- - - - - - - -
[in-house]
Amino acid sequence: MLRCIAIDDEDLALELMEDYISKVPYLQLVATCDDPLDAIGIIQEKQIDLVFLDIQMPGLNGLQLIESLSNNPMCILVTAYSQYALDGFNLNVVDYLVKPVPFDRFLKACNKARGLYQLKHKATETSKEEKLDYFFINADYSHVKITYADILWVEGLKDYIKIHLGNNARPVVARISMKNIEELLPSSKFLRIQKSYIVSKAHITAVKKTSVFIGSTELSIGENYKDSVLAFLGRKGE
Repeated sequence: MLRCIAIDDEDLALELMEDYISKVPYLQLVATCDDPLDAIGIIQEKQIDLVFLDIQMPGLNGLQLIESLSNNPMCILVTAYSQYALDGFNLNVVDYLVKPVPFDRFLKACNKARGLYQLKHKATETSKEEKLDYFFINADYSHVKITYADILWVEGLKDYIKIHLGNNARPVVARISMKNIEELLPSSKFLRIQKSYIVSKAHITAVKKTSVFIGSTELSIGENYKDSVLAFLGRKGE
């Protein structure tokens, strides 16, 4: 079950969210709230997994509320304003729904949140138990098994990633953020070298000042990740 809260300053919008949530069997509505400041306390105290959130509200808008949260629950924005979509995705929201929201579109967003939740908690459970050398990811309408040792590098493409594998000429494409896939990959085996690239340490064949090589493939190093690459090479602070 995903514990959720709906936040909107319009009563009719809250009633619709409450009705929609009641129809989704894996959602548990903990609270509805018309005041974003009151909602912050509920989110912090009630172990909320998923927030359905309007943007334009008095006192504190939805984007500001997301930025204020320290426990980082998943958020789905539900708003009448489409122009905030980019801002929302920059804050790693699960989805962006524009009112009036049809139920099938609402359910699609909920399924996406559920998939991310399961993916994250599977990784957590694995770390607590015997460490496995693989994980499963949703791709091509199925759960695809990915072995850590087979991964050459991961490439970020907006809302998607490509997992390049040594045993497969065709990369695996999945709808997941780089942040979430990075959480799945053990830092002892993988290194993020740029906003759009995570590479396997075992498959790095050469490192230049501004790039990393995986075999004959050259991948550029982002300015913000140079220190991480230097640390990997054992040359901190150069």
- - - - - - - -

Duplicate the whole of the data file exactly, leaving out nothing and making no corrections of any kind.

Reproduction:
[in-house]
Amino acid sequence: MLRCIAIDDEDLALELMEDYISKVPYLQLVATCDDPLDAIGIIQEKQIDLVFLDIQMPGLNGLQLIESLSNNPMCILVTAYSQYALDGFNLNVVDYLVKPVPFDRFLKACNKARGLYQLKHKATETSKEEKLDYFFINADYSHVKITYADILWVEGLKDYIKIHLGNNARPVVARISMKNIEELLPSSKFLRIQKSYIVSKAHITAVKKTSVFIGSTELSIGENYKDSVLAFLGRKGE
Repeated sequence: MLRCIAIDDEDLALELMEDYISKVPYLQLVATCDDPLDAIGIIQEKQIDLVFLDIQMPGLNGLQLIESLSNNPMCILVTAYSQYALDGFNLNVVDYLVKPVPFDRFLKACNKARGLYQLKHKATETSKEEKLDYFFINADYSHVKITYADILWVEGLKDYIKIHLGNNARPVVARISMKNIEELLPSSKFLRIQKSYIVSKAHITAVKKTSVFIGSTELSIGENYKDSVLAFLGRKGE
């Protein structure tokens, strides 16, 4: 079950969210709230997994509320304003729904949140138990098994990633953020070298000042990740 809260300053919008949530069997509505400041306390105290959130509200808008949260629950924005979509995705929201929201579109967003939740908690459970050398990811309408040792590098493409594998000429494409896939990959085996690239340490064949090589493939190093690459090479602070 995903514990959720709906936040909107319009009563009719809250009633619709409450009705929609009641129809989704894996959602548990903990609270509805018309005041974003009151909602912050509920989110912090009630172990909320998923927030359905309007943007334009008095006192504190939805984007500001997301930025204020320290426990980082998943958020789905539900708003009448489409122009905030980019801002929302920059804050790693699960989805962006524009009112009036049809139920099938609402359910699609909920399924996406559920998939991310399961993916994250599977990784957590694995770390607590015997460490496995693989994980499963949703791709091509199925759960695809990915072995850590087979991964050459991961490439970020907006809302998607490509997992390049040594045993497969065709990369695996999945709808997941780089942040979430990075959480799945053990830092002892993988290194993020740029906003759009995570590479396997075992498959790095050469490192230049501004790039990393995986075999004959050259991948550029982002300015913000140079220190991480230097640390990997054992040359901190150069």